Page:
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Dental Disease

Dental disease is an umbrella term for any problem relating to the teeth.

The back teeth, known as the molars, are used for grinding down hay the upper molars slightly overlap the lower molars.

The front teeth, known as incisors the ones we can usually see,  are used for snipping off pieces of grass, hay and any other plants and / or food before passing it backwards to the molars to be chewed. Rabbits teeth grow constantly which can cause some of the issues below.

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Molar spurs

You can see a sore on this rabbits cheek caused by the sharp spur on the molar.

Rabbit with Malocclusion.

This shows over grown teeth due to them not meeting correctly, thus not being able to grind down when eating.

Malocclusion - a rabbits teeth need to meet properly, when they don’t this is known as malocclusion. This can be hereditary, caused by trauma or poor diet. The action of eating grass/hay wears down their ever growing teeth. Rabbits that have malocclusion are not able to wear their teeth down during this action meaning they will possibly need regular dental treatments throughout their lives. This is definitely something to consider as many insurance companies will not cover dental disease and as such can get expensive. A recent study showed that out of 160,000 rabbits 2000 were suffering from dental issues. That makes it a considerable problem in the UK's pet rabbits.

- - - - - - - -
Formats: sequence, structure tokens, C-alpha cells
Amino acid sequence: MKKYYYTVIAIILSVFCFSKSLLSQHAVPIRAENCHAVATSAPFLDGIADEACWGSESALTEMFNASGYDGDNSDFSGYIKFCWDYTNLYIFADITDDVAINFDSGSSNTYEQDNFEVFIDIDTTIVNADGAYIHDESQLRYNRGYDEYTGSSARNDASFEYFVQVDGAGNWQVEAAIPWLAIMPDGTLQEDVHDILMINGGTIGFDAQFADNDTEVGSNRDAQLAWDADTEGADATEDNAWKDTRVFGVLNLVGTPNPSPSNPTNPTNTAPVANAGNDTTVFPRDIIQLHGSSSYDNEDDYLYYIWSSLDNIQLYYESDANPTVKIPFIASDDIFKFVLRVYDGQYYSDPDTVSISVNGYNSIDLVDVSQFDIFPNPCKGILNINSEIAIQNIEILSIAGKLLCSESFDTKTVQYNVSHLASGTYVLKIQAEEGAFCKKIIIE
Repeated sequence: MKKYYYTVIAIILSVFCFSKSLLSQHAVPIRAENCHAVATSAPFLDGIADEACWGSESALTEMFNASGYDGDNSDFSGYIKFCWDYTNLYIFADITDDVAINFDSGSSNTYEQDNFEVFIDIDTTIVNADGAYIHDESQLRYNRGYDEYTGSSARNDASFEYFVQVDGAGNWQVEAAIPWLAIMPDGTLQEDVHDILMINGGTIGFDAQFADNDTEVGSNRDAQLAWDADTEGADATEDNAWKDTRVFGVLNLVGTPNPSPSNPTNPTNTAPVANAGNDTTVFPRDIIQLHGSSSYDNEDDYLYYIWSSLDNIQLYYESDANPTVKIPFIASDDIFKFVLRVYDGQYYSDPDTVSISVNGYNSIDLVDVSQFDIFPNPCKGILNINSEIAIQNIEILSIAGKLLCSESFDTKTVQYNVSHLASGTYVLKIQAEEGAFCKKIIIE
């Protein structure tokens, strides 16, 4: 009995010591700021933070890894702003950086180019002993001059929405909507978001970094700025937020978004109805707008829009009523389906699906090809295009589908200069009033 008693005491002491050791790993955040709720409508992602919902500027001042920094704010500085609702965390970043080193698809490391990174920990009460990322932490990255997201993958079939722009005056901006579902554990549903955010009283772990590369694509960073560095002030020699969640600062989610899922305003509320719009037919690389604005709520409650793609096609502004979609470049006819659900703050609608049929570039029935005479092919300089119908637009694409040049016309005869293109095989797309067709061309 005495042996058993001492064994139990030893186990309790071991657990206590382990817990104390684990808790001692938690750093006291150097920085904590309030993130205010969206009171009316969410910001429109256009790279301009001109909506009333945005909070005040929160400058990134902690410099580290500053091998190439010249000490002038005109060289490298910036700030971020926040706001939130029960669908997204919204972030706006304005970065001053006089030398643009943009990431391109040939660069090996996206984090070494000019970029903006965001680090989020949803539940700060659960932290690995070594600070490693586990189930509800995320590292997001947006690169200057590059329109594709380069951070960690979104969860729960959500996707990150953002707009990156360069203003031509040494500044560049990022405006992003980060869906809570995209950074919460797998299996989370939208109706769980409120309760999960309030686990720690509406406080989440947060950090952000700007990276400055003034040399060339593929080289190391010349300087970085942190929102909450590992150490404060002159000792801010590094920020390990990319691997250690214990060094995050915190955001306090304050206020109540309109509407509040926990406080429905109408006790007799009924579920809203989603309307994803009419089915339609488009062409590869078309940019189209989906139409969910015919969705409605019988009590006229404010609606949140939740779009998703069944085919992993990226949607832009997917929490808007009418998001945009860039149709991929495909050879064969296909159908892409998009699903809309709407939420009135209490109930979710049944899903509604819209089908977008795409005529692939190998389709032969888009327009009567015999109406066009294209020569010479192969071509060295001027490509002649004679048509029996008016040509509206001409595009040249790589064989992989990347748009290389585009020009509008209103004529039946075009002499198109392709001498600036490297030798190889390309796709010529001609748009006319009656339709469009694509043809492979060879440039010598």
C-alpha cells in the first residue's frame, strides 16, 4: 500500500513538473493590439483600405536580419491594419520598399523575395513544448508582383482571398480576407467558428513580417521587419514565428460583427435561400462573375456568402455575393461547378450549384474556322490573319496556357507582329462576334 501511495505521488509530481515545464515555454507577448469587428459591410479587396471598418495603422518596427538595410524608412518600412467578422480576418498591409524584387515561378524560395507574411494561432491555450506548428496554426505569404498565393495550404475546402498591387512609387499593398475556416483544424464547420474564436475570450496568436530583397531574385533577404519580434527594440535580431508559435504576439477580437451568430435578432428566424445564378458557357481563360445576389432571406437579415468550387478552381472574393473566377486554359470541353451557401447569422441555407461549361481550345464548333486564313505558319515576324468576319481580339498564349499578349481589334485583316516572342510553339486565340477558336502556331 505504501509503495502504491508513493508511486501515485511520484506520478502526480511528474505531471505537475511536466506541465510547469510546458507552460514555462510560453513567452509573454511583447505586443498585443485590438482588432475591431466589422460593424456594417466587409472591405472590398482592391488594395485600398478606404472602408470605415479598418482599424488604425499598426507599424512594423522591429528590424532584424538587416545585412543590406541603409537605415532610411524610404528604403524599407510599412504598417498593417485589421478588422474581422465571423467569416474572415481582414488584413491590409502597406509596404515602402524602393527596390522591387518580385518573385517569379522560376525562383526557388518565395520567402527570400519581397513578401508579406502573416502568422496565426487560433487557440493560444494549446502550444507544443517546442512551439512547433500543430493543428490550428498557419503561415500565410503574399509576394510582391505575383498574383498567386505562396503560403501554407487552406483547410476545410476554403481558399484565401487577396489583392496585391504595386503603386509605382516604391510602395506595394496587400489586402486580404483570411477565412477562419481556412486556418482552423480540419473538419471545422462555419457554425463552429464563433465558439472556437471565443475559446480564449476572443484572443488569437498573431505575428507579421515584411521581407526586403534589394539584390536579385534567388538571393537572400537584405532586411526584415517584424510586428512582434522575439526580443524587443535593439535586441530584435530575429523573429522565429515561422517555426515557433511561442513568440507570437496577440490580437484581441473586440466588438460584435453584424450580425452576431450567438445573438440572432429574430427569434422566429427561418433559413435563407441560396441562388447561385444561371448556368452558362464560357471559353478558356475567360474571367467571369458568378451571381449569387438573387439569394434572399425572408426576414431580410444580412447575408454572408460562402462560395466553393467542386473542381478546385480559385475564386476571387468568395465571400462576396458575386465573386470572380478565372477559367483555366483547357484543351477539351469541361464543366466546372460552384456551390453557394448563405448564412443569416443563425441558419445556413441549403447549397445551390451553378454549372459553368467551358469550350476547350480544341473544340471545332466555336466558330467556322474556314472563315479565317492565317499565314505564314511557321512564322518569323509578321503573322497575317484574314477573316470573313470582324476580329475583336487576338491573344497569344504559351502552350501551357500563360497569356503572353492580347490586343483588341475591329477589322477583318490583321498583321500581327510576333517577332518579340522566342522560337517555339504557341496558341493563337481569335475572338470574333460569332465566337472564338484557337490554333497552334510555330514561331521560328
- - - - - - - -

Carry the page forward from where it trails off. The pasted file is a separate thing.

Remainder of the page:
Either the incisors, the molars or both can be affected. Its more obvious if the incisors are affected as this is easy to see. Left untreated the teeth may protrude from the mouth or cause sores/ulcers in the mouth.

We believe the best way to treat this is to have them removed, rabbits can cope exceptionally well without incisors and adapt well. They may just need their fresh food chopping up. This eliminates risks from multiple anaesthetics and the need for regular vet visits which can cause stress and lead to other stress related issues. If the rabbit also has issues with molar spurs (the tooth grows into a sharp point) removing the front teeth could actually 'right' the molars as the food is concentrated to the back teeth. 

Sadly ongoing issues with the molars will require the regular trips to the vet as the spurs will rub on the tongue or cheek causing painful ulcers which prevents them eating.

Rabbits with round and flat faces (lops and dwarf breeds in particular) are more prone to this condition as they don’t have enough room for their teeth which may cause crowding and malocclusion. The face shape of wild rabbits is best suited to the number of teeth they have; therefore rabbits that look as much like a wild rabbit as possible will be less likely to have dental problems.

Common symptoms are:

A desire to eat but the rabbit leaves the food eventually after trying to pick it up

Drooling

Weeping eyes

Weight loss

Teeth clicking (which suggests pain)

Swelling on the face or jaw suggesting an abscess is present

By adopting your rabbits from a reliable rescue they will be able to tell you whether the rabbits have this condition. Its rare for incisors to develop an issue later in life unless they have a facial injury or put onto a bad diet. However molars are less predictable and these need to be kept an eye on for the above symptoms. 

If your rabbits are showing any of the above symptoms please don't delay as rabbits can go downhill very quickly; get them to your nearest rabbit 'savvy' vet as soon as possible. 

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